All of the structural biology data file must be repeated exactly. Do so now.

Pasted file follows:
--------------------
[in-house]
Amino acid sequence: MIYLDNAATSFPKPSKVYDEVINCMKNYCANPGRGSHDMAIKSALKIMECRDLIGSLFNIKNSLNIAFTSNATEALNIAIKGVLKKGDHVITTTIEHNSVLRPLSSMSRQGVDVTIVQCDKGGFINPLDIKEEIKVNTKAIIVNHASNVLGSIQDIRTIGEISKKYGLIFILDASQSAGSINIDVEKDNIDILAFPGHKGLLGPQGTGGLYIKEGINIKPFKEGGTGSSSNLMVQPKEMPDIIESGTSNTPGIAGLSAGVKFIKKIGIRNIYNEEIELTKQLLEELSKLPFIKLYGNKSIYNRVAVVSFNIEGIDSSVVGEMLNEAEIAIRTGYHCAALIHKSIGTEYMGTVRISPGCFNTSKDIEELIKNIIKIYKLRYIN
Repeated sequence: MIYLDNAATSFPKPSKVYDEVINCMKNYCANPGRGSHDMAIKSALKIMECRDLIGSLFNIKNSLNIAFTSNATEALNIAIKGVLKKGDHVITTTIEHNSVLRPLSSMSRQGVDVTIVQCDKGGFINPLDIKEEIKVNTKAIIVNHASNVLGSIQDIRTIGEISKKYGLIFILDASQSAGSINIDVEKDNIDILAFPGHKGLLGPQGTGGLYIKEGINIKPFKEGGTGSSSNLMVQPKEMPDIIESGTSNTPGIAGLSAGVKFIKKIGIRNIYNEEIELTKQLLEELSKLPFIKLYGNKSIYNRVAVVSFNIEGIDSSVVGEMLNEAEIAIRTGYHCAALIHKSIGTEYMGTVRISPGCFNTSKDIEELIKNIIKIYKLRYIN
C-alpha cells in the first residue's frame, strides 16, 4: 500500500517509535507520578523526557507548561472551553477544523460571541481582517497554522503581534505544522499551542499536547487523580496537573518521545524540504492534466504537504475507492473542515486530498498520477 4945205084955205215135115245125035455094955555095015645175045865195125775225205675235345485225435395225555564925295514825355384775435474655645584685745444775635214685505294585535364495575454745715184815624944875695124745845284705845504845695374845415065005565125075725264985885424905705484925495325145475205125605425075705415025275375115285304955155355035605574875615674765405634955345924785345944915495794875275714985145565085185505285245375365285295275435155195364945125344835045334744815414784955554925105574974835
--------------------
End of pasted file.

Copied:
[in-house]
Amino acid sequence: MIYLDNAATSFPKPSKVYDEVINCMKNYCANPGRGSHDMAIKSALKIMECRDLIGSLFNIKNSLNIAFTSNATEALNIAIKGVLKKGDHVITTTIEHNSVLRPLSSMSRQGVDVTIVQCDKGGFINPLDIKEEIKVNTKAIIVNHASNVLGSIQDIRTIGEISKKYGLIFILDASQSAGSINIDVEKDNIDILAFPGHKGLLGPQGTGGLYIKEGINIKPFKEGGTGSSSNLMVQPKEMPDIIESGTSNTPGIAGLSAGVKFIKKIGIRNIYNEEIELTKQLLEELSKLPFIKLYGNKSIYNRVAVVSFNIEGIDSSVVGEMLNEAEIAIRTGYHCAALIHKSIGTEYMGTVRISPGCFNTSKDIEELIKNIIKIYKLRYIN
Repeated sequence: MIYLDNAATSFPKPSKVYDEVINCMKNYCANPGRGSHDMAIKSALKIMECRDLIGSLFNIKNSLNIAFTSNATEALNIAIKGVLKKGDHVITTTIEHNSVLRPLSSMSRQGVDVTIVQCDKGGFINPLDIKEEIKVNTKAIIVNHASNVLGSIQDIRTIGEISKKYGLIFILDASQSAGSINIDVEKDNIDILAFPGHKGLLGPQGTGGLYIKEGINIKPFKEGGTGSSSNLMVQPKEMPDIIESGTSNTPGIAGLSAGVKFIKKIGIRNIYNEEIELTKQLLEELSKLPFIKLYGNKSIYNRVAVVSFNIEGIDSSVVGEMLNEAEIAIRTGYHCAALIHKSIGTEYMGTVRISPGCFNTSKDIEELIKNIIKIYKLRYIN
C-alpha cells in the first residue's frame, strides 16, 4: 500500500517509535507520578523526557507548561472551553477544523460571541481582517497554522503581534505544522499551542499536547487523580496537573518521545524540504492534466504537504475507492473542515486530498498520477 4945205084955205215135115245125035455094955555095015645175045865195125775225205675235345485225435395225555564925295514825355384775435474655645584685745444775635214685505294585535364495575454745715184815624944875695124745845284705845504845695374845415065005565125075725264985885424905705484925495325145475205125605425075705415025275375115285304955155355035605574875615674765405634955345924785345944915495794875275714985145565085185505285245375365285295275435155195364945125344835045334744815414784955554925105574974835